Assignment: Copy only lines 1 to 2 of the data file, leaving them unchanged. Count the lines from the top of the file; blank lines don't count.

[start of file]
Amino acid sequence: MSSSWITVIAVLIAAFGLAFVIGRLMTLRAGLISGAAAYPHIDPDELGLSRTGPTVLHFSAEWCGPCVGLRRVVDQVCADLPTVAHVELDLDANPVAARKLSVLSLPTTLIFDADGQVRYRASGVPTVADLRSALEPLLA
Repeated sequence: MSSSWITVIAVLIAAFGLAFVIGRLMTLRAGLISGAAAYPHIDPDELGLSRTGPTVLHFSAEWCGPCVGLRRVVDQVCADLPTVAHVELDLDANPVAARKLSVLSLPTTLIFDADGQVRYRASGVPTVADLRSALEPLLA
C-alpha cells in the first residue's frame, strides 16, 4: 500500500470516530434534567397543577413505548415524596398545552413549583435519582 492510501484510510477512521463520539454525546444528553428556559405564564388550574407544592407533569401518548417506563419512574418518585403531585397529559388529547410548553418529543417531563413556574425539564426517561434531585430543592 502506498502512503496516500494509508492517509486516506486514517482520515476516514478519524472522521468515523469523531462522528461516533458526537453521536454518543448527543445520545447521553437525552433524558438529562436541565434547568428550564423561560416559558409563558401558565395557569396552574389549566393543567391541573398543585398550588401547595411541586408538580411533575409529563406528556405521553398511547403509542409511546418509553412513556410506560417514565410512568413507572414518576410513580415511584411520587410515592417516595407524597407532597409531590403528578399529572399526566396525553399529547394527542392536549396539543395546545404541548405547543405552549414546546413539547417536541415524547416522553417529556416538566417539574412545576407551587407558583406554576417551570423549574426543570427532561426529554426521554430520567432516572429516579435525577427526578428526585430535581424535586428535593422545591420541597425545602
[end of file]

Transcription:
Amino acid sequence: MSSSWITVIAVLIAAFGLAFVIGRLMTLRAGLISGAAAYPHIDPDELGLSRTGPTVLHFSAEWCGPCVGLRRVVDQVCADLPTVAHVELDLDANPVAARKLSVLSLPTTLIFDADGQVRYRASGVPTVADLRSALEPLLA
Repeated sequence: MSSSWITVIAVLIAAFGLAFVIGRLMTLRAGLISGAAAYPHIDPDELGLSRTGPTVLHFSAEWCGPCVGLRRVVDQVCADLPTVAHVELDLDANPVAARKLSVLSLPTTLIFDADGQVRYRASGVPTVADLRSALEPLLA